It is worth noting that the The Device Freedom Prize for an open source jailbreak of iOS7 is still unclaimed and stands at just over $30,000. The details are to be revealed at the forthcoming Black Hat USA (August 6 & 7 Las Vegas) in a session titled Exploiting Unpatched iOS Vulnerabilities for Fun and Profit:
Social Networks

Google+ Photos To Be Separated From Google+ 60

Posted by timothy
from the they-always-kill-the-ones-you-love dept.
An anonymous reader writes "Speculation on the eventual shuttering of Google+ has once more risen with news that Google+ Photos will soon be developed and run separately from the social media site. This news follows observations that Google+ "was barely mentioned at Google I/O 2014, while there were 15 sessions dedicated to the service in 2013" and that the company has ended its controversial real name policy. Google Hangouts was also separated from Google+ at the end of July." I've actually heard several people praising Google+ lately; scaling it back to "just a social stream" probably fits into some kind of corollary to Murphy's Law.
Programming

Comparison: Linux Text Editors 240

Posted by Soulskill
from the put-your-swords-down dept.
jrepin writes: Mayank Sharma of Linux Voices tests and compares five text editors for Linux, none of which are named Emacs or Vim. The contenders are Gedit, Kate, Sublime Text, UltraEdit, and jEdit. Why use a fancy text editor? Sharma says, "They can highlight syntax and auto-indent code just as effortlessly as they can spellcheck documents. You can use them to record macros and manage code snippets just as easily as you can copy/paste plain text. Some simple text editors even exceed their design goals thanks to plugins that infuse them with capabilities to rival text-centric apps from other genres. They can take on the duties of a source code editor and even an Integrated Development Environment."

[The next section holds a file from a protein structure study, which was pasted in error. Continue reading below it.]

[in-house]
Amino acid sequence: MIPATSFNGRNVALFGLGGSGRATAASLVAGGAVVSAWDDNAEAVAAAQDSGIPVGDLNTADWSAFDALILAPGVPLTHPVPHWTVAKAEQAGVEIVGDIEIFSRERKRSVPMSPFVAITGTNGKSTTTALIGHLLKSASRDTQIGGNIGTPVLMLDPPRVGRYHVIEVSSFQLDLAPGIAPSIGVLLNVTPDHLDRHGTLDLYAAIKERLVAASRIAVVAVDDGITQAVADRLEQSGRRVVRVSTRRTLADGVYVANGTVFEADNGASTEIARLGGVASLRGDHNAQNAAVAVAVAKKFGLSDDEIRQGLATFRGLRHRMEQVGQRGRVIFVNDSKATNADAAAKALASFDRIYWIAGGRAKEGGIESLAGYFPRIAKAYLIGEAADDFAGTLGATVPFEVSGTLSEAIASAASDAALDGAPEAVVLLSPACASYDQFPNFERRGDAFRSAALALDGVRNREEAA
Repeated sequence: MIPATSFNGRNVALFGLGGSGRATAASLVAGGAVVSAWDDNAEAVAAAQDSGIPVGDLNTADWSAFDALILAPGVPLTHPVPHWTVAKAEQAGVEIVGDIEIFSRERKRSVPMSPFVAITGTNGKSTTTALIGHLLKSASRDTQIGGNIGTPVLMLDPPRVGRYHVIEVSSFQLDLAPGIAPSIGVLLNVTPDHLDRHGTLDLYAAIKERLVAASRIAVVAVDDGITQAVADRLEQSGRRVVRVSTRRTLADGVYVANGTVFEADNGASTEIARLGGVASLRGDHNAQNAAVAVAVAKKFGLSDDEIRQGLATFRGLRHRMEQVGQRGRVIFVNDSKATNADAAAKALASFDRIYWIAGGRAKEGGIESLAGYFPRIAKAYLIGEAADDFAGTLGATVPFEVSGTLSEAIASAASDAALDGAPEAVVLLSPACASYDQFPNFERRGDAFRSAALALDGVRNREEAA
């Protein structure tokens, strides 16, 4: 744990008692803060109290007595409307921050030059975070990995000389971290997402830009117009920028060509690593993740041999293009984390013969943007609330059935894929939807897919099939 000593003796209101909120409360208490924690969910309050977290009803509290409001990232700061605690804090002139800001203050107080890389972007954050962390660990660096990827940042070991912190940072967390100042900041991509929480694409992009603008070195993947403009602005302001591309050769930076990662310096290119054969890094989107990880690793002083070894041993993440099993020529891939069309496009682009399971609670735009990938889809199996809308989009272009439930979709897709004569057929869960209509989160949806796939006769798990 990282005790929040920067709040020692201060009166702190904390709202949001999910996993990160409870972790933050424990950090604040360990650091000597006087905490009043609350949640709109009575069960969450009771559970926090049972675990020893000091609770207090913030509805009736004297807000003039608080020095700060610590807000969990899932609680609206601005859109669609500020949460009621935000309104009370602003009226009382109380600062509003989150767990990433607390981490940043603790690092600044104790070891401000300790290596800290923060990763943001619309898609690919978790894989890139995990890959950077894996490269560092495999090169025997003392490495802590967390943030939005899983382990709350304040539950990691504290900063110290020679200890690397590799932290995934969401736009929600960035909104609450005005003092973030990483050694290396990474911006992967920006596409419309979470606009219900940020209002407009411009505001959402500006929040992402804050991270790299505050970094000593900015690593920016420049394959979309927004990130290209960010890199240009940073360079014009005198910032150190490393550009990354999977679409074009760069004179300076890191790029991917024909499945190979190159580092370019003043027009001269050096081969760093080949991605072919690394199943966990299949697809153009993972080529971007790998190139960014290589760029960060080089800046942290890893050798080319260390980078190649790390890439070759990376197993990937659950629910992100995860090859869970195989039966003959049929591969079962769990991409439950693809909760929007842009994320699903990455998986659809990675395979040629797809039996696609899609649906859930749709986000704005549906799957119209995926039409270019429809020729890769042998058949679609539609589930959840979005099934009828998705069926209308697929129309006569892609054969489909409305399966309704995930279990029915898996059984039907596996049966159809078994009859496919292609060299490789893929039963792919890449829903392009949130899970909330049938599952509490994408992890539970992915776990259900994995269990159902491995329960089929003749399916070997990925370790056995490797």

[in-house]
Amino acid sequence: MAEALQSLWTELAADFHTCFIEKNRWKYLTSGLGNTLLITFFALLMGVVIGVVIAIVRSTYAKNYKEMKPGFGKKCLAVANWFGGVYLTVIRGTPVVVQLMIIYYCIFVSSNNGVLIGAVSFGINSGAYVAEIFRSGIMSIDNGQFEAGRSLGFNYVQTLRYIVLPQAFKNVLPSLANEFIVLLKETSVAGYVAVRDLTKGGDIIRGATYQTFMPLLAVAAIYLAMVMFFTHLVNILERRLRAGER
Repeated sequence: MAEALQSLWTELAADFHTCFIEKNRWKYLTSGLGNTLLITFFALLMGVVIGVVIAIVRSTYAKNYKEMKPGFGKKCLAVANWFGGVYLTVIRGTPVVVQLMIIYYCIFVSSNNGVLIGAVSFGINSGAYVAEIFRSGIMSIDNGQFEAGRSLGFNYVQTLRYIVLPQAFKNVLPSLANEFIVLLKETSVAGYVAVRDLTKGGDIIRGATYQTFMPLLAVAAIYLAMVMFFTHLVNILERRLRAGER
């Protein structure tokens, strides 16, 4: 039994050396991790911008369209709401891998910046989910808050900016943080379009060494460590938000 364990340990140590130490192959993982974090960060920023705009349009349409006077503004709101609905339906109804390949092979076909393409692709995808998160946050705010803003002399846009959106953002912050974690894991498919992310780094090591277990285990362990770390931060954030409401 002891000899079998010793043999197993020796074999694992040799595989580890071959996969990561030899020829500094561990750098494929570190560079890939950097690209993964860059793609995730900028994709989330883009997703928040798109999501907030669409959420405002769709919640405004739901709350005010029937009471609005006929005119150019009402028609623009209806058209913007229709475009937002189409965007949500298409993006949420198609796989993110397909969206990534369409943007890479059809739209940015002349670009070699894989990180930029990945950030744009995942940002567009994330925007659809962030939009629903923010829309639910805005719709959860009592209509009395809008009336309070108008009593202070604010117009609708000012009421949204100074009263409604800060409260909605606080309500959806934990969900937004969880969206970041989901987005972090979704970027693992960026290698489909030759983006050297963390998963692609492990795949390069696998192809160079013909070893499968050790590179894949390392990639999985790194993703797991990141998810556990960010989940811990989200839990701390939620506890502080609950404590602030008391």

Microsoft

Microsoft Files Legal Action Against Samsung Over Android Patent Dispute 58

Posted by Soulskill
from the ready-for-a-rematch dept.
DroidJason1 writes: Microsoft has filed a contract dispute lawsuit against Samsung over what Microsoft claims is a breach of contract by Samsung involving Android patent royalties. Back in 2011, Samsung voluntarily entered into a legally binding contract with Microsoft in a cross-licensing IP agreement involving Android patents. Samsung has grown over the past few years and now believes that Microsoft's recent acquisition of Nokia nulls the agreement. Microsoft has gone to court and is asking to settle the disagreement with Samsung in order to continue the original agreement.
Government

Ask Slashdot: Should I Fight Against Online Voting In Our Municipality? 149

Posted by Soulskill
from the let's-have-an-online-vote-to-find-out dept.
RobinH writes: Our small-ish municipality (between 10,000 to 15,000 in population) has recently decided to switch to online voting. I should note that they were previously doing voting-by-mail. I have significant reservations about online voting, particularly the possibility of vote-selling and the general lack of voter secrecy, not to mention the possible lack of computer security. However, it's only a municipal election, and apparently a lot of municipalities around here are already doing online voting. I'm not sure if the rank-and-file citizens care, or if they would listen to my concerns. Should I bother speaking up, or should I ignore it since municipal elections are not that important anyway?
Transportation

Elon Musk Promises 100,000 Electric Cars Per Year 79

Posted by Soulskill
from the go-big-or-go-home dept.